In the age of mindful revolution, there is no shortage of stripped-down, secularized practices packages as panacea to cure our obsessions. Popular yoga is mutated by the gigabytes and money. Occasionally we are reminded that Yoga is a spiritual discipline, an age-old practice to evolve human consciousness, that it is not meant to espouse hedonism or consumerism. Then why are we practicing the poses? Are we just “doing” Yoga? Is Yoga supposed to be done? Like laundry? Good for stress relief? Is relief the end?
Asana, known as yoga posture, belongs to the third limb of Patanjali’s Eight-Fold path. Only three sutras out of 196 are dedicated to asana. Yet tens of millions of people practice yoga poses without knowing anything about the yoga sutras or Patantaji. Many call themselves yogis, yoginis, or yoga fanatics in fact refer to a subscription to a body-centric lifestyle in the modern paradigm of fitness. The hashtags such as “#yogabody” and “#yogabodyworker” will clearly show the consumeristic intent of “doing” the yoga poses. Our beloved B.K.S. Iyengar pointed out that Yoga asanas are the external gate to an internal world. Nonetheless, even for yoga practitioners with some exposure or study of yoga philosophy, we do not often truly understand Guruji’s words or examine our intention when we practice. As a matter of fact, there are plenty of externally-oriented, hedonistic and consumeristic intentions.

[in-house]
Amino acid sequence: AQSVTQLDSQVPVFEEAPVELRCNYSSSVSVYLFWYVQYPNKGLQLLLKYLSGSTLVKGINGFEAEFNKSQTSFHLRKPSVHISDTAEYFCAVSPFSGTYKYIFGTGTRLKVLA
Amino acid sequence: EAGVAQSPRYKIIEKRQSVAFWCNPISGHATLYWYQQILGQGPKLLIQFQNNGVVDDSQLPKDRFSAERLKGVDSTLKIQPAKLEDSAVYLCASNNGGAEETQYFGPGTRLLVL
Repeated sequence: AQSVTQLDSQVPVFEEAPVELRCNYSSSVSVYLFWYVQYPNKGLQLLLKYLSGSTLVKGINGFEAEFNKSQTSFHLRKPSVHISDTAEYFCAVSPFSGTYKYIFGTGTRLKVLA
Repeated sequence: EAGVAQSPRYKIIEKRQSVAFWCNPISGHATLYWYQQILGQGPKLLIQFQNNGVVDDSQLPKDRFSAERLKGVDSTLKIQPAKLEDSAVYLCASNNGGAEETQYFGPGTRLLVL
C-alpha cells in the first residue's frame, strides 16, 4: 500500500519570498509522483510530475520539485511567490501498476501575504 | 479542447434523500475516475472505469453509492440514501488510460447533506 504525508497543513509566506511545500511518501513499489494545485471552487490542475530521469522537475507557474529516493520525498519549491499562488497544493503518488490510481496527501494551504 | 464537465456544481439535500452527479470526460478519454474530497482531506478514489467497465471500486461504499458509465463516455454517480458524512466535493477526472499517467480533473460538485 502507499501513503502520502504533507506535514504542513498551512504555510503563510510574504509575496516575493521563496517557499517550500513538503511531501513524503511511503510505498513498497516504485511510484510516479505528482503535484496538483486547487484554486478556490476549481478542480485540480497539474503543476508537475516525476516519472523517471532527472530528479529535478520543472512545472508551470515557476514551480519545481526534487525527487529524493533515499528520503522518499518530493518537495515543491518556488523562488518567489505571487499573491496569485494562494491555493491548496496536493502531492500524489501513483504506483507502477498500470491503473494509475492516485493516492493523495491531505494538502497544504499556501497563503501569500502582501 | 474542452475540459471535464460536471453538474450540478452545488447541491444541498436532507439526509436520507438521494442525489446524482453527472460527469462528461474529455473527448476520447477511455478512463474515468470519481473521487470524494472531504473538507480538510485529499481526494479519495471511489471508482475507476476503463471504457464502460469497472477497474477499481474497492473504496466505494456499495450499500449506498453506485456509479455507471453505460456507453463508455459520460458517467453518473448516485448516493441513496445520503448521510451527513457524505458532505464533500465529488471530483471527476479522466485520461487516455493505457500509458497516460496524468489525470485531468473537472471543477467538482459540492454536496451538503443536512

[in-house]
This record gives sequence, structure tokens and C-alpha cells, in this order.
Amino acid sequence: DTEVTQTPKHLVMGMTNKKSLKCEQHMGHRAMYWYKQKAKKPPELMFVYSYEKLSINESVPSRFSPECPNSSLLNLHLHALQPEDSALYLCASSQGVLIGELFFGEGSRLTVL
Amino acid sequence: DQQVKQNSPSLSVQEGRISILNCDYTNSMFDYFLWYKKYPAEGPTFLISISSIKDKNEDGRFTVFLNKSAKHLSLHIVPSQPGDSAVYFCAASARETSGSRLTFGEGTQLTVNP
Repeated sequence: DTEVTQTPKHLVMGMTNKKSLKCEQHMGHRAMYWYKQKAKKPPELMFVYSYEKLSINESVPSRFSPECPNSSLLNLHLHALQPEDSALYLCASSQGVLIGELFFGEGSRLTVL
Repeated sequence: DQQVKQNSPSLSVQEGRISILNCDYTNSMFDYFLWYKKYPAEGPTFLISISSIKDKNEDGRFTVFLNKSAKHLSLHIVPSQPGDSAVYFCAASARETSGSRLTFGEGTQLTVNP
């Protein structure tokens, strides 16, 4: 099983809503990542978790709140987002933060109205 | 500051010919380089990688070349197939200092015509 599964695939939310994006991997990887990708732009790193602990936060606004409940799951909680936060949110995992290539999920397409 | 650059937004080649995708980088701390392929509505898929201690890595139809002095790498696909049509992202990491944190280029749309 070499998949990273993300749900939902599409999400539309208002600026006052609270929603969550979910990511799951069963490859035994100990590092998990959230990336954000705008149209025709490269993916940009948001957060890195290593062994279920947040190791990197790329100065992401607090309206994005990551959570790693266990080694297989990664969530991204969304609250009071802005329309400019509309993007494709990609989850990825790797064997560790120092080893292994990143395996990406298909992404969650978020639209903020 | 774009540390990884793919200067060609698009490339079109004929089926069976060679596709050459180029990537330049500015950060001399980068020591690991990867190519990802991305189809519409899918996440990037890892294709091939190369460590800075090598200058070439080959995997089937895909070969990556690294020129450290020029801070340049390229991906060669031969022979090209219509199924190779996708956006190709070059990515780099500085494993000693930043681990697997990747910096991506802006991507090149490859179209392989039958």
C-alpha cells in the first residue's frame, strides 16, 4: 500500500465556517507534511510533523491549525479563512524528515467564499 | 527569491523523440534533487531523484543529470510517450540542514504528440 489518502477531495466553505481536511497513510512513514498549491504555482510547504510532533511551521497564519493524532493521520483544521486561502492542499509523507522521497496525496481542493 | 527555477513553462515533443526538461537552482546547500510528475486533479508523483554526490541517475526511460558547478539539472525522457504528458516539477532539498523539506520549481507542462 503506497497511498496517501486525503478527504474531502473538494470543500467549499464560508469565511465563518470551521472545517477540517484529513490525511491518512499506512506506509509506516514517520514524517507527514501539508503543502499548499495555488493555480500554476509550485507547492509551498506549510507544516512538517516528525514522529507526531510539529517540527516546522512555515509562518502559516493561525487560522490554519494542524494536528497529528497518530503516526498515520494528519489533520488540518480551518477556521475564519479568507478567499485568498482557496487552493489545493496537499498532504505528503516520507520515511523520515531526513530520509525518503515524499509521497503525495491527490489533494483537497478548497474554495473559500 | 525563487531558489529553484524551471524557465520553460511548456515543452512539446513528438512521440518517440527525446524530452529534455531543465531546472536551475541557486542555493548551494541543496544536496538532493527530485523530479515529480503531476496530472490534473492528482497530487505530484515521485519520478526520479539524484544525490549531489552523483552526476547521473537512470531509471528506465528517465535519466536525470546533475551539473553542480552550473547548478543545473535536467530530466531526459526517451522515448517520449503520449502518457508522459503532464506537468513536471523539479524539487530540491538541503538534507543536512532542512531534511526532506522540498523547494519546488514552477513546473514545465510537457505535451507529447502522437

ततो द्वङ्द्वानभिघातः ॥४८॥ (From then on, the sadhaka is undisturbed by dualities. II:48)
Here, according to Sage Patanjali, the effect of asana is not physical; it is mental and spiritual. Patanjali did not say that asana will bring the practitioner a perfect body, healthy hips or a calmer life. These benefits may likely to result from practicing yoga postures. In many classes, Prashant Iyengar (Prashantji) reminds us that Yog is not a physical culture. When we practice yoga postures, the benefits to the body and organs are the natural “result.” When we seek to get those benefits from yoga postures, we are not cultivating the correct intention. Some go after the “perfect” pose while others desperately want relief from pain via the poses. This morning he further explained on the “twilight” vrttis. (See the previous blog post.) We are constantly stuck between dualities, i.e. klista (affliction-creating) and aklista (non-affliction-creating), pain and pleasure, do and do not, bad and good. We consume in a yoga posture either to acquire “the” perfection, more flexibility, more strength or more ego-feeding pleasure of having accomplished in a posture. We also consume in a yoga posture when we want to feel good and nothing else. “Either is not good.” Prashantji reminded us again today. “Either creates attachment.” Attachment! Not liberation! How can we be undisturbed by dualities from practicing asanas when we continue to be consumeristic or hedonistic even in Yoga?
“Set the internal purpose.” What is your purpose?